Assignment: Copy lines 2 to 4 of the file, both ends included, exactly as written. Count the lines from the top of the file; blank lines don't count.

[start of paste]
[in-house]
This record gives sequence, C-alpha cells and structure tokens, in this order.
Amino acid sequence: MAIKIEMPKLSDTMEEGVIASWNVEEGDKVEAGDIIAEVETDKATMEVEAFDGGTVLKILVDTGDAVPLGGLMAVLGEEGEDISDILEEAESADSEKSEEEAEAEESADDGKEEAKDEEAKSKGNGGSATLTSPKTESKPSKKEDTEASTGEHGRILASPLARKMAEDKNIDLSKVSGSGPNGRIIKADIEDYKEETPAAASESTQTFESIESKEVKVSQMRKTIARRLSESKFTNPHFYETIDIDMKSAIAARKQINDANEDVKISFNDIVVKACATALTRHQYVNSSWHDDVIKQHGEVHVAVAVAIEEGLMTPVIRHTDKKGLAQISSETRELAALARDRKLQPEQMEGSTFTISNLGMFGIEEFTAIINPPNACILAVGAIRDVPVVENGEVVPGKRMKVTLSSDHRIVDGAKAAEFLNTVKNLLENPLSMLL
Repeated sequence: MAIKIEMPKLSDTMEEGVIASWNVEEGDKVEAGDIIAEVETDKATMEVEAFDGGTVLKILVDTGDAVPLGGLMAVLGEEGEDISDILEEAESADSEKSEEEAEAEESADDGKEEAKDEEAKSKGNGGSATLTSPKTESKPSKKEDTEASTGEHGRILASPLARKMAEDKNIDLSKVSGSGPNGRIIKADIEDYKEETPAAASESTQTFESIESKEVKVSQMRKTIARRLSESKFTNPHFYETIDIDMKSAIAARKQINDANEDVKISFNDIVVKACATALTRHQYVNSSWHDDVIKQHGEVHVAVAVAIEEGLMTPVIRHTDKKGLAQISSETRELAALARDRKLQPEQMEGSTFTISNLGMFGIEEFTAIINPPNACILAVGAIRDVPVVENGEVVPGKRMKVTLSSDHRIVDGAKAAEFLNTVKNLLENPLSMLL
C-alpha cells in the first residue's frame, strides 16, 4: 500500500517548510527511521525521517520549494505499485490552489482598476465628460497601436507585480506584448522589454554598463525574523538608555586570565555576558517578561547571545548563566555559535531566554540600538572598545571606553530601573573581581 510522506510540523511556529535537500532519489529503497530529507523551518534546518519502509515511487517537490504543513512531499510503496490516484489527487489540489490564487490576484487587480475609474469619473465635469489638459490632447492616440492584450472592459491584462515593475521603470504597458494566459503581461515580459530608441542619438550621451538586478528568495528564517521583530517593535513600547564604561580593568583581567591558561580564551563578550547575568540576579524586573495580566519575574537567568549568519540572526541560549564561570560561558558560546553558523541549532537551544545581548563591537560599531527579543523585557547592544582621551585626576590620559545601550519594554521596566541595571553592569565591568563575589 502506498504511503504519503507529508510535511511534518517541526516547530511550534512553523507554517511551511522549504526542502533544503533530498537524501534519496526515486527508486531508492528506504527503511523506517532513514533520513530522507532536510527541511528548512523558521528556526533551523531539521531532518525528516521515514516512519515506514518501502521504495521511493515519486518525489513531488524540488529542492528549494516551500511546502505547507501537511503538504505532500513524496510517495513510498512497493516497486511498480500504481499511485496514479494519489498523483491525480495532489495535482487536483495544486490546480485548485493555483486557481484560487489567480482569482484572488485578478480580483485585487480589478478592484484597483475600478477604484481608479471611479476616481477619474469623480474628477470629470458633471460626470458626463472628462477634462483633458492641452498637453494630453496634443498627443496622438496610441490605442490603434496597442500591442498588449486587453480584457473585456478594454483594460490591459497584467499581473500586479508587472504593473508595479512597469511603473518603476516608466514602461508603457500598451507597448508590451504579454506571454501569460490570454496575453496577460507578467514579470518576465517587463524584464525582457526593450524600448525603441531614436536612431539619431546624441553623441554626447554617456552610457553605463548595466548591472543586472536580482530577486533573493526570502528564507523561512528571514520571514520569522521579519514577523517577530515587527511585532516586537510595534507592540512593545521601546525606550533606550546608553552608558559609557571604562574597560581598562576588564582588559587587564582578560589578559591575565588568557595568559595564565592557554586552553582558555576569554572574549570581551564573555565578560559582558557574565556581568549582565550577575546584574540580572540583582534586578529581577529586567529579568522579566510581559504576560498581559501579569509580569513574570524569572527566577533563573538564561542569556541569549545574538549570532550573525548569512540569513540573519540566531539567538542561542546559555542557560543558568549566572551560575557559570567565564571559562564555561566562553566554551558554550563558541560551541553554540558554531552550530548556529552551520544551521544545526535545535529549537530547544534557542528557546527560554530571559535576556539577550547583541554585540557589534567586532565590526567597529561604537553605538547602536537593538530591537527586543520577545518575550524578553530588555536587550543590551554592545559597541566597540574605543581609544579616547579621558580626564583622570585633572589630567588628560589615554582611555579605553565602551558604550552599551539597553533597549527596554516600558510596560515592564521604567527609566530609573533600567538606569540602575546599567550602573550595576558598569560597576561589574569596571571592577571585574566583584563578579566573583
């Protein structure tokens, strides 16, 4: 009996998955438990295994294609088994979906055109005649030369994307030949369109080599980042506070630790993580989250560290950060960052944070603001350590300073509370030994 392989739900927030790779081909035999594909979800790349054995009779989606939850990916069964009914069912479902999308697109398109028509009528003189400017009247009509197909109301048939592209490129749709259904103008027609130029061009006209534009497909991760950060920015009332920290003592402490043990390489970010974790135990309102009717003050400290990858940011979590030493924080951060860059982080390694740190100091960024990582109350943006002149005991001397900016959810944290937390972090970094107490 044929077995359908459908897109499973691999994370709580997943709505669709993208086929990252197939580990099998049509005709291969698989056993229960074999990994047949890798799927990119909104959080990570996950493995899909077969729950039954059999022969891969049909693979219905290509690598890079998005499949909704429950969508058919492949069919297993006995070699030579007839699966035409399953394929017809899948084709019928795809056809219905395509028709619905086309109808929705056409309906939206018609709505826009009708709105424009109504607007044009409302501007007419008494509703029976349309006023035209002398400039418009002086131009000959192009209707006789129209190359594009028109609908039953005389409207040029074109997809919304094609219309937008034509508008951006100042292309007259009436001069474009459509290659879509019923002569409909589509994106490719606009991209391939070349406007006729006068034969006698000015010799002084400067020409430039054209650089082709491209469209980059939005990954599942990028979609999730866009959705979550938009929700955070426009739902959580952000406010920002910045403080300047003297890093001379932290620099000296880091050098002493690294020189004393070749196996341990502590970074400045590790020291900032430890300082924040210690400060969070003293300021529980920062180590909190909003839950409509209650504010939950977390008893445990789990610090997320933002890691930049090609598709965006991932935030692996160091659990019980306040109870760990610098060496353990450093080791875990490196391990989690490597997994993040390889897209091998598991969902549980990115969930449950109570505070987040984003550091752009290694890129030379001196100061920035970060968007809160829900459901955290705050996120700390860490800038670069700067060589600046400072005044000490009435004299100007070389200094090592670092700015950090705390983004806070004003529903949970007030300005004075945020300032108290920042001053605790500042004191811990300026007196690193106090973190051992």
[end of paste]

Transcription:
This record gives sequence, C-alpha cells and structure tokens, in this order.
Amino acid sequence: MAIKIEMPKLSDTMEEGVIASWNVEEGDKVEAGDIIAEVETDKATMEVEAFDGGTVLKILVDTGDAVPLGGLMAVLGEEGEDISDILEEAESADSEKSEEEAEAEESADDGKEEAKDEEAKSKGNGGSATLTSPKTESKPSKKEDTEASTGEHGRILASPLARKMAEDKNIDLSKVSGSGPNGRIIKADIEDYKEETPAAASESTQTFESIESKEVKVSQMRKTIARRLSESKFTNPHFYETIDIDMKSAIAARKQINDANEDVKISFNDIVVKACATALTRHQYVNSSWHDDVIKQHGEVHVAVAVAIEEGLMTPVIRHTDKKGLAQISSETRELAALARDRKLQPEQMEGSTFTISNLGMFGIEEFTAIINPPNACILAVGAIRDVPVVENGEVVPGKRMKVTLSSDHRIVDGAKAAEFLNTVKNLLENPLSMLL
Repeated sequence: MAIKIEMPKLSDTMEEGVIASWNVEEGDKVEAGDIIAEVETDKATMEVEAFDGGTVLKILVDTGDAVPLGGLMAVLGEEGEDISDILEEAESADSEKSEEEAEAEESADDGKEEAKDEEAKSKGNGGSATLTSPKTESKPSKKEDTEASTGEHGRILASPLARKMAEDKNIDLSKVSGSGPNGRIIKADIEDYKEETPAAASESTQTFESIESKEVKVSQMRKTIARRLSESKFTNPHFYETIDIDMKSAIAARKQINDANEDVKISFNDIVVKACATALTRHQYVNSSWHDDVIKQHGEVHVAVAVAIEEGLMTPVIRHTDKKGLAQISSETRELAALARDRKLQPEQMEGSTFTISNLGMFGIEEFTAIINPPNACILAVGAIRDVPVVENGEVVPGKRMKVTLSSDHRIVDGAKAAEFLNTVKNLLENPLSMLL